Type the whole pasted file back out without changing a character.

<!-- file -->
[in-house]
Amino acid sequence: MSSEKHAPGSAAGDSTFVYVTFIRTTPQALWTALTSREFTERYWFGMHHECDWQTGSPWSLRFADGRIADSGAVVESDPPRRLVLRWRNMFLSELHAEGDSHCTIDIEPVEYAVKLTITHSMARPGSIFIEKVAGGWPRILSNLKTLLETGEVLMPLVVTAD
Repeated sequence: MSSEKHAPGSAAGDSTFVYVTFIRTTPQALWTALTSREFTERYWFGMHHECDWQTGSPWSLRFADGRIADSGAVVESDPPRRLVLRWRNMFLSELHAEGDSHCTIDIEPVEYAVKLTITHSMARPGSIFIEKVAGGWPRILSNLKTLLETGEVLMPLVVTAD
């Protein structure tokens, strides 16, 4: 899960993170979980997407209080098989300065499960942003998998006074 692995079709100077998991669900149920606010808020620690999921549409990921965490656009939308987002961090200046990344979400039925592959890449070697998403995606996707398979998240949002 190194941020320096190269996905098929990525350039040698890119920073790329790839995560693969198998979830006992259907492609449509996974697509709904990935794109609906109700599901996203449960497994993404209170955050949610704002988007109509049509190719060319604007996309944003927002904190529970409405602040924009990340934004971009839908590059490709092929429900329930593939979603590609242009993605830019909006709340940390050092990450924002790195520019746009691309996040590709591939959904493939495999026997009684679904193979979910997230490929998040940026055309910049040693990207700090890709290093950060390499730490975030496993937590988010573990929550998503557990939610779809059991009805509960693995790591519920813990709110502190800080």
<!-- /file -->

[in-house]
Amino acid sequence: MSSEKHAPGSAAGDSTFVYVTFIRTTPQALWTALTSREFTERYWFGMHHECDWQTGSPWSLRFADGRIADSGAVVESDPPRRLVLRWRNMFLSELHAEGDSHCTIDIEPVEYAVKLTITHSMARPGSIFIEKVAGGWPRILSNLKTLLETGEVLMPLVVTAD
Repeated sequence: MSSEKHAPGSAAGDSTFVYVTFIRTTPQALWTALTSREFTERYWFGMHHECDWQTGSPWSLRFADGRIADSGAVVESDPPRRLVLRWRNMFLSELHAEGDSHCTIDIEPVEYAVKLTITHSMARPGSIFIEKVAGGWPRILSNLKTLLETGEVLMPLVVTAD
């Protein structure tokens, strides 16, 4: 899960993170979980997407209080098989300065499960942003998998006074 692995079709100077998991669900149920606010808020620690999921549409990921965490656009939308987002961090200046990344979400039925592959890449070697998403995606996707398979998240949002 190194941020320096190269996905098929990525350039040698890119920073790329790839995560693969198998979830006992259907492609449509996974697509709904990935794109609906109700599901996203449960497994993404209170955050949610704002988007109509049509190719060319604007996309944003927002904190529970409405602040924009990340934004971009839908590059490709092929429900329930593939979603590609242009993605830019909006709340940390050092990450924002790195520019746009691309996040590709591939959904493939495999026997009684679904193979979910997230490929998040940026055309910049040693990207700090890709290093950060390499730490975030496993937590988010573990929550998503557990939610779809059991009805509960693995790591519920813990709110502190800080």